The Courier

Howard RittenhouseA few years ago, I read what one critic called “an unreliable history of the war” (WWII).  Why would I waste my time, you ask?  Well, my curious friend, I’ll tell you.  It was the fourth volume of Spike Milligan’s memoirs.  Spike was an English gunner during the war and later went on to fame as a comic actor and radio personality (he makes a brief appearance in Monty Python’s Life of Brian during the famous ‘shoe scene.’).  He often lampooned persons of privilege, influence, and prestige (generals, politicians, other actors).

And as I was reading his often hilarious recollections of the war, I came across this (he himself is quoting from the Army newspaper of the day, the Union Jack):

General: Leaps tall buildings with a single bound.  More powerful than a steam engine, faster than a speeding bullet.  Gives policy to GOD.

Colonel: Leaps short buildings with a single bound.  More powerful than a shunting engine.  Is just as fast as a speeding bullet.  Walks on water (if the sea is calm).  Talks with GOD.

Lt.-Colonel: Leaps short buildings with a running start in favourable winds.  Is almost as powerful as a speeding bullet.  Walks on water in indoor swimming pools.  Talks with GOD if special request is approved.

Major: Barely clears a Nissen hut.  Loses tug-of-war with a steam engine.  Can fire a speeding bullet and swims well.  Is occasionally addressed by GOD.

Captain: Makes high marks when trying to leap tall buildings.  Is run over by trains.  Can sometimes handle a gun without inflicting self-injury.  Dog paddles, talks to animals.

Lieutenant: Runs into tall buildings.  Recognizes trains two out of three times.  Is not issued with ammunition.  Can stay afloat if properly instructed in the use of a lifejacket.  Talks to walls.

2nd Lieutenant: Falls over doorsteps while trying to enter buildings.  Says, “Look at Choo Choo.”  Is NEVER issued with a gun or ammunition.  Plays in mud puddles.  Mumbles to himself.

Sgt.-Major: Lifts tall buildings and walks under them.  Kicks steam-engines off the track.  Catches speeding bullets in his teeth and eats them.  Freezes water with a single glance … HE IS GOD!

I thought this was hilarious!  Laugh?!  I laughed so hard I had an aneurysm.  So as soon as I was released from the hospital (where did the three weeks go?  And have you ever tried actually to eat hospital ‘food’?  Not a recommended course of action), I determined that I had to share this British side-splitter with you.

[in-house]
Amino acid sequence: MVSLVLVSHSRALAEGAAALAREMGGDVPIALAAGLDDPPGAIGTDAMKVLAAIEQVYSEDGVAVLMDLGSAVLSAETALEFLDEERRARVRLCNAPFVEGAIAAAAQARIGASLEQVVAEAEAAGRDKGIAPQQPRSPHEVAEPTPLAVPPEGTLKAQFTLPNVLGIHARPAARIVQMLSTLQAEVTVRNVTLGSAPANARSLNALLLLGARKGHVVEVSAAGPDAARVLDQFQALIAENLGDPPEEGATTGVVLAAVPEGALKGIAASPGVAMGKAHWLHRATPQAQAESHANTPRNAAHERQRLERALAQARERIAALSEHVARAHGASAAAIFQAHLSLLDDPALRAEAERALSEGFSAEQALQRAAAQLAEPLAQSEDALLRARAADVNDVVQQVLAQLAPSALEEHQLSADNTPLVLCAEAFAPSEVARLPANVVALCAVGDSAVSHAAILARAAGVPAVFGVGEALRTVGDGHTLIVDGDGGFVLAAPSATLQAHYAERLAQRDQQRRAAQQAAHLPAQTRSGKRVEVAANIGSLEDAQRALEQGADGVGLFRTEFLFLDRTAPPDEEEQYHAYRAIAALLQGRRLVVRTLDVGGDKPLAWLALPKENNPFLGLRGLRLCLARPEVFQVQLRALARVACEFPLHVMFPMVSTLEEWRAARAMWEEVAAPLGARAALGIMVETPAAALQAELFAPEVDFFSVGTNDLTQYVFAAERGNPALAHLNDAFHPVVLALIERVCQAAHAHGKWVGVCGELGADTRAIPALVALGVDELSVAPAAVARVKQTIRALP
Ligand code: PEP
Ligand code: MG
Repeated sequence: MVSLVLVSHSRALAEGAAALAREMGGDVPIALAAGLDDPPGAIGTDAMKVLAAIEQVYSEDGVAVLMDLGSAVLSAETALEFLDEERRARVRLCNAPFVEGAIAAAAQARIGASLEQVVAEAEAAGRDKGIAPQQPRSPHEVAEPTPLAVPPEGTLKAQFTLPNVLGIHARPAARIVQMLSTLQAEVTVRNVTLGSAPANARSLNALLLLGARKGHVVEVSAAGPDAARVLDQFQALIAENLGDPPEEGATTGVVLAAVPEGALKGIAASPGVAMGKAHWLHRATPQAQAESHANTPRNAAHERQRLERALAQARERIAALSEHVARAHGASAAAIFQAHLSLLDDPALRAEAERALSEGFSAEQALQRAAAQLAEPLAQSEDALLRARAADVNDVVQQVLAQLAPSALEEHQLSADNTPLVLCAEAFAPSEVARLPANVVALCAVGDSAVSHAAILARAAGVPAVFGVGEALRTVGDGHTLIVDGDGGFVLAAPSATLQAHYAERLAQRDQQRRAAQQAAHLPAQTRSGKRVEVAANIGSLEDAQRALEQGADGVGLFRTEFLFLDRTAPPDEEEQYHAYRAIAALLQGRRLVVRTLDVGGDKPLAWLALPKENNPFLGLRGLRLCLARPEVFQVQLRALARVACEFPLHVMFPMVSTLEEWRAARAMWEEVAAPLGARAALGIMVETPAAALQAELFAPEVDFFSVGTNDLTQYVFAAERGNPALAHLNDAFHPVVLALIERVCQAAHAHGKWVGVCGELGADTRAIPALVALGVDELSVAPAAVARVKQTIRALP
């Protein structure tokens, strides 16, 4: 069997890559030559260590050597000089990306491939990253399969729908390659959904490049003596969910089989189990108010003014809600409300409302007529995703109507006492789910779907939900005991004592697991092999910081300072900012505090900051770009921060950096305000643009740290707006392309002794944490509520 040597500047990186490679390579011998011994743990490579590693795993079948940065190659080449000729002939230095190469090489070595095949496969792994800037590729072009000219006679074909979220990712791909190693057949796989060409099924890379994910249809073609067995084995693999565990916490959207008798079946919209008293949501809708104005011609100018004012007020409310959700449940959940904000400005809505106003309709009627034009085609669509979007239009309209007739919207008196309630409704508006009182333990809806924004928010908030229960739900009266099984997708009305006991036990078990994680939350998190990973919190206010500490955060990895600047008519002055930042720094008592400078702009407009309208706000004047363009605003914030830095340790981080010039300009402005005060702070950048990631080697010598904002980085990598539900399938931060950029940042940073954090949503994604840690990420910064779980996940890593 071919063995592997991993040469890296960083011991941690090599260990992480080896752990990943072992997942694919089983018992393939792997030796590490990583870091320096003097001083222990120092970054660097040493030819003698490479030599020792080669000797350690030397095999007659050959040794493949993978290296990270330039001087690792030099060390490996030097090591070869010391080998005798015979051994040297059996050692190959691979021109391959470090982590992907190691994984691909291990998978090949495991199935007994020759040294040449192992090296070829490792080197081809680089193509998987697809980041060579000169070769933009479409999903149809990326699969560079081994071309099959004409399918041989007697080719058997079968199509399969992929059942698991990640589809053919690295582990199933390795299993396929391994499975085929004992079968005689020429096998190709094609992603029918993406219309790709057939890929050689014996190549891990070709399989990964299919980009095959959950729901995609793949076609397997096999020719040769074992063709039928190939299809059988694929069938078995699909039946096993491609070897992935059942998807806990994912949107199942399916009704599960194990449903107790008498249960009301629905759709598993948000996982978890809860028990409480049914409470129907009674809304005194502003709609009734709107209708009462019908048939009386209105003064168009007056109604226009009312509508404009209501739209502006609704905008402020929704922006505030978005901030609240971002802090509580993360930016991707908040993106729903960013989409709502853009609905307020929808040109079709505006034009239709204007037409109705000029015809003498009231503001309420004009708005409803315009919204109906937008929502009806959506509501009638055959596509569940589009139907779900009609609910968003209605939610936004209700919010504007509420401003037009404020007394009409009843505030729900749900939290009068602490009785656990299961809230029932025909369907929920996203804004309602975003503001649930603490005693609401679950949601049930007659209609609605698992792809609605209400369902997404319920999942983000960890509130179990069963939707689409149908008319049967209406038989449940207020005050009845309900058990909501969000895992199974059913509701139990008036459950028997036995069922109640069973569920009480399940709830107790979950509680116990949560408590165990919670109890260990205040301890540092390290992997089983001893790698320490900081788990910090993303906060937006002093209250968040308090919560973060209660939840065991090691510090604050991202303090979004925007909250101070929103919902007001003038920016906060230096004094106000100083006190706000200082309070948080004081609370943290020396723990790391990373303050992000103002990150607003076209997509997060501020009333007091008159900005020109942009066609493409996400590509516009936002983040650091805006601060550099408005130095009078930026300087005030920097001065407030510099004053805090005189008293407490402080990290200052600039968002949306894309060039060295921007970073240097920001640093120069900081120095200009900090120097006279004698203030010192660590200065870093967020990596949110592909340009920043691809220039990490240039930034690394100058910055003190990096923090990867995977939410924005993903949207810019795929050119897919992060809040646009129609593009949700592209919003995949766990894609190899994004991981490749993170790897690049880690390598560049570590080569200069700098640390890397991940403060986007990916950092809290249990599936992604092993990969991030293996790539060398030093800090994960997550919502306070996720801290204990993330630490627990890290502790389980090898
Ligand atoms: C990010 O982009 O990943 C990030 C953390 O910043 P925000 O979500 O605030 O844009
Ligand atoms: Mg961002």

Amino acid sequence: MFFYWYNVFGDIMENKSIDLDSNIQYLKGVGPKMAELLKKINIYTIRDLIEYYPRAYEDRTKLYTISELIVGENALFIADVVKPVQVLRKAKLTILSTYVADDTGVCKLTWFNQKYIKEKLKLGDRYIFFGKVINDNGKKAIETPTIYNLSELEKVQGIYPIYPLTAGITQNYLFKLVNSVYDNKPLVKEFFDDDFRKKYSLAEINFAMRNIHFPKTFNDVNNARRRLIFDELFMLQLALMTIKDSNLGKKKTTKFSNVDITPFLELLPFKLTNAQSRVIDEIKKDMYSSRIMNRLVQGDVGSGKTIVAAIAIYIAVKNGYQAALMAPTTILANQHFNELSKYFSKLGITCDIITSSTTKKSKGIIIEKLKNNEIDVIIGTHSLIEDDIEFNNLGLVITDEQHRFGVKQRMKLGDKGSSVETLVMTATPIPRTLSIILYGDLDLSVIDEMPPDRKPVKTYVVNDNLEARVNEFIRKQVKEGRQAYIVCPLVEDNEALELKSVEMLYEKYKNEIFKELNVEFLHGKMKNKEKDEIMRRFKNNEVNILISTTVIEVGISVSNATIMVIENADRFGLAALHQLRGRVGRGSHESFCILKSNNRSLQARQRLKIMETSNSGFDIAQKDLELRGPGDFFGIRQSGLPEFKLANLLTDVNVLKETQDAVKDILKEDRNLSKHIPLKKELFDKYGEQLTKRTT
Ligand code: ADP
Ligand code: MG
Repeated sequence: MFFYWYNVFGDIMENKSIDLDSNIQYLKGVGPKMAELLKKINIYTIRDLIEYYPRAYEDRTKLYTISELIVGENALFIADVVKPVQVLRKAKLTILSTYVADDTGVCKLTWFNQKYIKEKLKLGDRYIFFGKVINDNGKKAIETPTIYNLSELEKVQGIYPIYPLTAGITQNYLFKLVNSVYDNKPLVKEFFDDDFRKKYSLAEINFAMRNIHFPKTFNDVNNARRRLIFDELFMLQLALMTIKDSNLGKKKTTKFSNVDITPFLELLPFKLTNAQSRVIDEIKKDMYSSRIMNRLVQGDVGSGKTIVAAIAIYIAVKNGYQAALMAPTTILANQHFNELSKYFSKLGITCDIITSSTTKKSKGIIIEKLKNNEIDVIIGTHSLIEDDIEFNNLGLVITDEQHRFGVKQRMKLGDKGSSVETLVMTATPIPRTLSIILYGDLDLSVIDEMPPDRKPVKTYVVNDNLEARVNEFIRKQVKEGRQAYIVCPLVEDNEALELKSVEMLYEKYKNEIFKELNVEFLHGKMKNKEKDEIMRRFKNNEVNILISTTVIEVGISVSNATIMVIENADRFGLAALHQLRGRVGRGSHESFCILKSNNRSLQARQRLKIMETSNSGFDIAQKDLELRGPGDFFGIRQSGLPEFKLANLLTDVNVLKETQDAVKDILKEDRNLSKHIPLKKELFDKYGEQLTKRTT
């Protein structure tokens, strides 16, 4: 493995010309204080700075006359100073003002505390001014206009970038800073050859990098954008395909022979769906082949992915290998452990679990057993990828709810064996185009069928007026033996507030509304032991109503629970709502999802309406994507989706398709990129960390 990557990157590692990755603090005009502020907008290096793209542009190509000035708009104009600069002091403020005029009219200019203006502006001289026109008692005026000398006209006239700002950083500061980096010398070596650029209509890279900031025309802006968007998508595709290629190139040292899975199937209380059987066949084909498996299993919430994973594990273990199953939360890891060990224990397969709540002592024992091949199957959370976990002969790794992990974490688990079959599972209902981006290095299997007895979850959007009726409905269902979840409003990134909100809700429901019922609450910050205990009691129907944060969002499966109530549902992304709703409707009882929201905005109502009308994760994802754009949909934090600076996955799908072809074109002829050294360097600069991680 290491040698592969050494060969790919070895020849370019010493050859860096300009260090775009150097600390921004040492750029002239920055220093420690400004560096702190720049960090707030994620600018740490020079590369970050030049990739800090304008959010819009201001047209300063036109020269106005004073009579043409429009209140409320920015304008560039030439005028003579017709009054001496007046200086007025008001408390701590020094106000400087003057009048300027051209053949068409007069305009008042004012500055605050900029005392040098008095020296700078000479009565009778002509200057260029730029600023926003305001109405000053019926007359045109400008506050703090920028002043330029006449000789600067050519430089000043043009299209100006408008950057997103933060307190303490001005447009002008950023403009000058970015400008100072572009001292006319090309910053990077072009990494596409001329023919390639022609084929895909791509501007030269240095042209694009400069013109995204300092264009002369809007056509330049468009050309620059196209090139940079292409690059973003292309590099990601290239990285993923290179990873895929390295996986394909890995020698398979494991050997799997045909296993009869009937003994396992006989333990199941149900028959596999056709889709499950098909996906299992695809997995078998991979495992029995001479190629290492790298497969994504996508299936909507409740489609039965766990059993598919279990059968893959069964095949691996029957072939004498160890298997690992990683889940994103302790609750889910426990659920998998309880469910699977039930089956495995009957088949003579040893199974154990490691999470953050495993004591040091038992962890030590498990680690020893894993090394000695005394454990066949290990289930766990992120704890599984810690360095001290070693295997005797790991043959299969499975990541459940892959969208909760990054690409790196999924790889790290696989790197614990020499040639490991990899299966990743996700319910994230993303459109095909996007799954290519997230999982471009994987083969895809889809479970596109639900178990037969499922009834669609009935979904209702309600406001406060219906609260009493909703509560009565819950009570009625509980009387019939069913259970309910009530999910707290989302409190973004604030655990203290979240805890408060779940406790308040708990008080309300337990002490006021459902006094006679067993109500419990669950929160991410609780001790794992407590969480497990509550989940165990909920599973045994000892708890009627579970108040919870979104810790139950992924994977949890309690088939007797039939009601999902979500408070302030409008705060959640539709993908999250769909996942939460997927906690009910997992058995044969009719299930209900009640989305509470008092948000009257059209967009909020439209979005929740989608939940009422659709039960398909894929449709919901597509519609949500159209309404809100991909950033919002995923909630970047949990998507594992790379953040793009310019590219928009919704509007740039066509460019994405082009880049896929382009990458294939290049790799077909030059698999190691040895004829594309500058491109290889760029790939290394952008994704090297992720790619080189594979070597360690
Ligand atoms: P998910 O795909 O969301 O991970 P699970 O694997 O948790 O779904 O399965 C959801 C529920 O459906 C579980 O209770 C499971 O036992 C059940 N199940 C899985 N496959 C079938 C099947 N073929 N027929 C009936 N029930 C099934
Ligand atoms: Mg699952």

Why bother (other than giving myself people to visit in hospital – like I said, stay away from the rice pudding and don’t even smell the tuna surprise … it’s your intestines that will have the surprise)?  Anyway, other than sharing a laugh, what’s my point?  In a word, influence.  It may seem that a CWO has more influence than anyone (even a general! Gasp!), and it may seem as though the barely sentient 2Lt has little to none, but that’s perception.  I don’t mean to bring the position, awesome responsibility, and power of any CWO into doubt (I’m only a padre after all, and don’t travel in such exalted circles).  I simply want to highlight the fact that we often have more influence than we think or credit ourselves.  And this can be positive or negative.  We may not realize just what a positive influence we’ve been to that young private or kid we coach in hockey: the time, the attention, the encouragement, the role model we’ve been.  Or, we may not know how we’ve harmed someone through our inattention, poorly chosen words, or thoughtless ‘joke.’

We all have influence.  And those of us who are in positions of authority and are mentors to others, have a great deal of influence.  Let’s be positive sources of influence.

(Now I’m going to wait by the phone for the W Chief to call and say, “Well done, thou good and faithful servant.”  Oh, happy day!)

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